Using voting records and arrest data from before and after the passage of the Voting Rights Act of 1965, a Brown economist found that increased enfranchisement led to fewer arrests for Black Americans.
Project led by the Annenberg Institute and Results for America will equip educators with research briefs on addressing teaching challenges, from coping with learning loss to protecting the most vulnerable students.
Researchers at Brown and Harvard found that Massachusetts children of all racial and economic backgrounds are more likely than ever before to enroll in college — but wealthy, white students are still far more likely to receive a college degree.
The research team Opportunity Insights, co-directed by Professor of Economics John Friedman, developed a tool to help policymakers and nonprofits respond to rapid economic shifts during the global health crisis.
Rob Grace, a Ph.D. student at Brown, drew from his research on humanitarian negotiation to offer advice on how to convince skeptical friends and family to protect themselves from COVID-19 via social distancing.
Professor and Chair of Political Science Wendy Schiller weighed in on how COVID-19 is changing the Democratic primaries — and how the fallout could change people’s minds in November’s presidential election.
Researchers have been searching for Sak Tz’i’, an important city from the ancient Maya civilization, since 1994; thanks in part to Brown anthropologists, they now have physical evidence that it existed.
Opportunity Insights, co-directed by Brown Professor of Economics John Friedman, found that students from high-income backgrounds were significantly more likely to attend selective colleges than their lower-income peers.
Americans’ feelings toward members of the other political party have worsened over time faster than those of residents of European and other prominent democracies, concluded a study co-authored by Brown economist Jesse Shapiro.
An analysis led by an Institute at Brown for Environment and Society visiting professor found that oil companies ramp up advertising campaigns when they face negative media coverage or new regulations.
Asked whether the economy is doing well, Americans do not see eye to eye, according to a new poll from Brown’s Taubman Center — they do agree that the government cannot be trusted and that school safety is under threat.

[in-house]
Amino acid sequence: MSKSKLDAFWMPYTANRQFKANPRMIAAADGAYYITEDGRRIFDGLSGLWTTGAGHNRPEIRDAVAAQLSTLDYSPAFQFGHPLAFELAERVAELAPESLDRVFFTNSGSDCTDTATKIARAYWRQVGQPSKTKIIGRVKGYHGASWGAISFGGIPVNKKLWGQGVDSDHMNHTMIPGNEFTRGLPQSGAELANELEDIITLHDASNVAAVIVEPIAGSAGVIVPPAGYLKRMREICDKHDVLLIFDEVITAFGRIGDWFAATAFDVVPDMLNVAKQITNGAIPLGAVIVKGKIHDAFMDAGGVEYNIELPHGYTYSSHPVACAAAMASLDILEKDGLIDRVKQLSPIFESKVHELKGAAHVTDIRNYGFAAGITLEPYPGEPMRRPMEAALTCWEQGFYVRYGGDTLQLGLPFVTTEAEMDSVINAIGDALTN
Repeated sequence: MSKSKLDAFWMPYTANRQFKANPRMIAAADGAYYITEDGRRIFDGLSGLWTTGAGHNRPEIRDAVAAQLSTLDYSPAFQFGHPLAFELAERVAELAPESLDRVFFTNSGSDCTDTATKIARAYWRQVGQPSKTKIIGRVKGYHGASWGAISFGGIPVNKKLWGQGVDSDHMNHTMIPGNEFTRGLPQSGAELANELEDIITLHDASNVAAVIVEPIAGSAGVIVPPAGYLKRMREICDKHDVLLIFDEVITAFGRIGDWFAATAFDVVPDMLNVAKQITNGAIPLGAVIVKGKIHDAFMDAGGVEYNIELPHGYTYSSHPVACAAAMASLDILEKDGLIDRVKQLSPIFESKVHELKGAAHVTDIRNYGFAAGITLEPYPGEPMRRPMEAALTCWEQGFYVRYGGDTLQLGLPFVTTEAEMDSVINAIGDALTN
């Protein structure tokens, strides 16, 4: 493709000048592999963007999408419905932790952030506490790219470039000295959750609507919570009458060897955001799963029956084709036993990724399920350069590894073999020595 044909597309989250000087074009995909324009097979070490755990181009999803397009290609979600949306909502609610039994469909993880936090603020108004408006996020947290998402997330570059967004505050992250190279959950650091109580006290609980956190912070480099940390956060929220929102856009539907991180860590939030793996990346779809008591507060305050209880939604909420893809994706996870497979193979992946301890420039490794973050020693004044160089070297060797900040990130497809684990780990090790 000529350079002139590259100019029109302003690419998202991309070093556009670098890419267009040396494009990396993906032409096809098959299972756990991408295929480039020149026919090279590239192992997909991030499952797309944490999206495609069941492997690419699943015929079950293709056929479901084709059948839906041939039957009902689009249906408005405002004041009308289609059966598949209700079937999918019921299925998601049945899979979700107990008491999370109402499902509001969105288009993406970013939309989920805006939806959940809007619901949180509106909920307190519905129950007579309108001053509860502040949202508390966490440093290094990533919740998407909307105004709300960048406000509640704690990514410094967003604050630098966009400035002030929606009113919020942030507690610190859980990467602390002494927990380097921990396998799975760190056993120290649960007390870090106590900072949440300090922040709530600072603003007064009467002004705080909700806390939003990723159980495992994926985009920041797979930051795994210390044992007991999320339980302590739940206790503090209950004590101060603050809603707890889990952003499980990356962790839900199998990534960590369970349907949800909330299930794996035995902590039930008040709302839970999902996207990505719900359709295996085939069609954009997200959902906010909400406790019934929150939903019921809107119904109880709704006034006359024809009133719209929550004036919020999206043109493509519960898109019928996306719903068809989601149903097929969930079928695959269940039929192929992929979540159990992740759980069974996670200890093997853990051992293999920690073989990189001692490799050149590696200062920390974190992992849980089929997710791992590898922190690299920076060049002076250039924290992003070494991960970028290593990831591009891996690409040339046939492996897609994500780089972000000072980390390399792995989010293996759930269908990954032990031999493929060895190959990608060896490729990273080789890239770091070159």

A free self-guided tour of the Providence neighborhood, created thanks to a partnership between a Brown professor, the city and the Jewelry District Association, features original research conducted by undergraduate students.
One semester after Bleeding Heart Libertarianism, four Brown students are working with political scientist John Tomasi to make connections between political philosophy and conditions on the ground in Chile.
An analysis led by Brown sociologist Jayanti Owens found that different treatment of black and white students accounted for half of the racial gap in school suspensions and expulsions among 5- to 9-year-old children.
In the six months since it opened its doors, the new Watson Institute building has become a prime destination on campus and supported an equally ambitious programmatic expansion underway at the institute.
In a study of 200 years of pre-industrial Quebecois genealogical history, researchers at Brown found that fertility-related changes in natural selection during the pre-industrial era paved the way for economic and technological progress.
The award from The Andrew W. Mellon Foundation will enable the Brown University museum to catalog, photograph and store its full collection in preparation for an anticipated move from Bristol to Providence.
With an increased focus on unearthing novel data sources for analysis, Brown’s economics scholars are bringing new insights to complex problems and teaching the next generation of researchers and policymakers to do the same.
In a move that will create a unified location for Brown’s Department of History and free a site on The Walk for future development, the 446-ton building began its westbound journey on steerable dollies on Monday, Dec. 17.
Democratic National Committee Chair Tom Perez and former Republican National Committee Chair Michael Steele assessed the current state of politics and the prospects for the midterms at a Watson Institute event.
Working with researchers from Harvard and the U.S. Census Bureau, Brown economics professor John Friedman created a tool that traces the roots of social and economic outcomes to childhood neighborhoods.
During a keynote event at the annual meeting of the National Association for Business Economics, Brown President Christina Paxson emphasized the need for leaders to make clear the economic and societal benefits of college degrees.
Presented by the University’s Center for the Study of Slavery and Justice, “Unfinished Business: The Long Civil Rights Movement” will examine the black political organizing tradition in the struggle for equal rights.